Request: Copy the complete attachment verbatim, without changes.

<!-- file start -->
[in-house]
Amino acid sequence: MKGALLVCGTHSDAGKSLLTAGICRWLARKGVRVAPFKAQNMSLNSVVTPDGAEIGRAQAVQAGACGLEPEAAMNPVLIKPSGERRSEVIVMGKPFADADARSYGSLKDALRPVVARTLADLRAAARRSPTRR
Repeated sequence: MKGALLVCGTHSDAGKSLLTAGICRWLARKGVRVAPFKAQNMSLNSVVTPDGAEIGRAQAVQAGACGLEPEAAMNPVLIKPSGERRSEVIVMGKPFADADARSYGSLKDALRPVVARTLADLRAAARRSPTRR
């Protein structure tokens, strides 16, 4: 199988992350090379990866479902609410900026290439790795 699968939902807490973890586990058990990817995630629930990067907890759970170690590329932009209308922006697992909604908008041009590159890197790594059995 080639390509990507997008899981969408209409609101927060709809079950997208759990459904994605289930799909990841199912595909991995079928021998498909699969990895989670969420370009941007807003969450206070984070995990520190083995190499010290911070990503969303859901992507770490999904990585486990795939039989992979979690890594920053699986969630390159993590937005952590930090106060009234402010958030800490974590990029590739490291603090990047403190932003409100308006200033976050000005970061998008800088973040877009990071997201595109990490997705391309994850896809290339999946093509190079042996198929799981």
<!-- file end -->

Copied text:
[in-house]
Amino acid sequence: MKGALLVCGTHSDAGKSLLTAGICRWLARKGVRVAPFKAQNMSLNSVVTPDGAEIGRAQAVQAGACGLEPEAAMNPVLIKPSGERRSEVIVMGKPFADADARSYGSLKDALRPVVARTLADLRAAARRSPTRR
Repeated sequence: MKGALLVCGTHSDAGKSLLTAGICRWLARKGVRVAPFKAQNMSLNSVVTPDGAEIGRAQAVQAGACGLEPEAAMNPVLIKPSGERRSEVIVMGKPFADADARSYGSLKDALRPVVARTLADLRAAARRSPTRR
């Protein structure tokens, strides 16, 4: 199988992350090379990866479902609410900026290439790795 699968939902807490973890586990058990990817995630629930990067907890759970170690590329932009209308922006697992909604908008041009590159890197790594059995 080639390509990507997008899981969408209409609101927060709809079950997208759990459904994605289930799909990841199912595909991995079928021998498909699969990895989670969420370009941007807003969450206070984070995990520190083995190499010290911070990503969303859901992507770490999904990585486990795939039989992979979690890594920053699986969630390159993590937005952590930090106060009234402010958030800490974590990029590739490291603090990047403190932003409100308006200033976050000005970061998008800088973040877009990071997201595109990490997705391309994850896809290339999946093509190079042996198929799981």